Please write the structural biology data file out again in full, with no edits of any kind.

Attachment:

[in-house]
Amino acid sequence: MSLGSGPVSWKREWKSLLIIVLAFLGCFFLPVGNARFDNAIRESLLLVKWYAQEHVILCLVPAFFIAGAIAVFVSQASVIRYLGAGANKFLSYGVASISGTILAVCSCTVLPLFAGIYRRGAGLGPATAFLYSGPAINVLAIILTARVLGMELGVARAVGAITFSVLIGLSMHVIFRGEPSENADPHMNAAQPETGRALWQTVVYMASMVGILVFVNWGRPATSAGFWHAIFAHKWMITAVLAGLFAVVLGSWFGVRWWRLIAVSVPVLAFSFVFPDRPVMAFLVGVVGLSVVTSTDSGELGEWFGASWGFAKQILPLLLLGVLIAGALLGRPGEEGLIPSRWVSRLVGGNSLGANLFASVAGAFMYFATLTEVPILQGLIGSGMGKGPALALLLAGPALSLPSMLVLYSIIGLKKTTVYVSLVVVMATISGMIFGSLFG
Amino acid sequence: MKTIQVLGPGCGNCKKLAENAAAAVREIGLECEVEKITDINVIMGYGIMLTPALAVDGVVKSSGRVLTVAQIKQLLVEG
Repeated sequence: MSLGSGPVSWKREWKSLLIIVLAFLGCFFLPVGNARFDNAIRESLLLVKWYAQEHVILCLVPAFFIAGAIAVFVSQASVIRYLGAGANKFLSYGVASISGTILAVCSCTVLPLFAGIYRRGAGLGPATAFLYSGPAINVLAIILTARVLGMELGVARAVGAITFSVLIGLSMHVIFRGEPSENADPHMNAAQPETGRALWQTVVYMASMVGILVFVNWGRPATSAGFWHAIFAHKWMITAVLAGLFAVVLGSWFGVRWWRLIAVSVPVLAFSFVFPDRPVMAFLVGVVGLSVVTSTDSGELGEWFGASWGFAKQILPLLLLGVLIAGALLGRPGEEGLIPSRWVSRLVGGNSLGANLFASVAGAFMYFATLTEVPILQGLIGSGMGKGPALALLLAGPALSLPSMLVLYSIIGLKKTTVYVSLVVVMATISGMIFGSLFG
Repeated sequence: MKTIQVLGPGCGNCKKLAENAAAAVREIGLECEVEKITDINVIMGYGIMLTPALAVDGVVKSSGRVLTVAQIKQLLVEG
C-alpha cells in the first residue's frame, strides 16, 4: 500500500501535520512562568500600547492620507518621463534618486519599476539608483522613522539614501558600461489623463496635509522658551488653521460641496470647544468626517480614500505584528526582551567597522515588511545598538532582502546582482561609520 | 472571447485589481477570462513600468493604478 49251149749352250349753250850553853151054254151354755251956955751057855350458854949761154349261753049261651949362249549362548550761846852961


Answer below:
[in-house]
Amino acid sequence: MSLGSGPVSWKREWKSLLIIVLAFLGCFFLPVGNARFDNAIRESLLLVKWYAQEHVILCLVPAFFIAGAIAVFVSQASVIRYLGAGANKFLSYGVASISGTILAVCSCTVLPLFAGIYRRGAGLGPATAFLYSGPAINVLAIILTARVLGMELGVARAVGAITFSVLIGLSMHVIFRGEPSENADPHMNAAQPETGRALWQTVVYMASMVGILVFVNWGRPATSAGFWHAIFAHKWMITAVLAGLFAVVLGSWFGVRWWRLIAVSVPVLAFSFVFPDRPVMAFLVGVVGLSVVTSTDSGELGEWFGASWGFAKQILPLLLLGVLIAGALLGRPGEEGLIPSRWVSRLVGGNSLGANLFASVAGAFMYFATLTEVPILQGLIGSGMGKGPALALLLAGPALSLPSMLVLYSIIGLKKTTVYVSLVVVMATISGMIFGSLFG
Amino acid sequence: MKTIQVLGPGCGNCKKLAENAAAAVREIGLECEVEKITDINVIMGYGIMLTPALAVDGVVKSSGRVLTVAQIKQLLVEG
Repeated sequence: MSLGSGPVSWKREWKSLLIIVLAFLGCFFLPVGNARFDNAIRESLLLVKWYAQEHVILCLVPAFFIAGAIAVFVSQASVIRYLGAGANKFLSYGVASISGTILAVCSCTVLPLFAGIYRRGAGLGPATAFLYSGPAINVLAIILTARVLGMELGVARAVGAITFSVLIGLSMHVIFRGEPSENADPHMNAAQPETGRALWQTVVYMASMVGILVFVNWGRPATSAGFWHAIFAHKWMITAVLAGLFAVVLGSWFGVRWWRLIAVSVPVLAFSFVFPDRPVMAFLVGVVGLSVVTSTDSGELGEWFGASWGFAKQILPLLLLGVLIAGALLGRPGEEGLIPSRWVSRLVGGNSLGANLFASVAGAFMYFATLTEVPILQGLIGSGMGKGPALALLLAGPALSLPSMLVLYSIIGLKKTTVYVSLVVVMATISGMIFGSLFG
Repeated sequence: MKTIQVLGPGCGNCKKLAENAAAAVREIGLECEVEKITDINVIMGYGIMLTPALAVDGVVKSSGRVLTVAQIKQLLVEG
C-alpha cells in the first residue's frame, strides 16, 4: 500500500501535520512562568500600547492620507518621463534618486519599476539608483522613522539614501558600461489623463496635509522658551488653521460641496470647544468626517480614500505584528526582551567597522515588511545598538532582502546582482561609520 | 472571447485589481477570462513600468493604478 49251149749352250349753250850553853151054254151354755251956955751057855350458854949761154349261753049261651949362249549362548550761846852961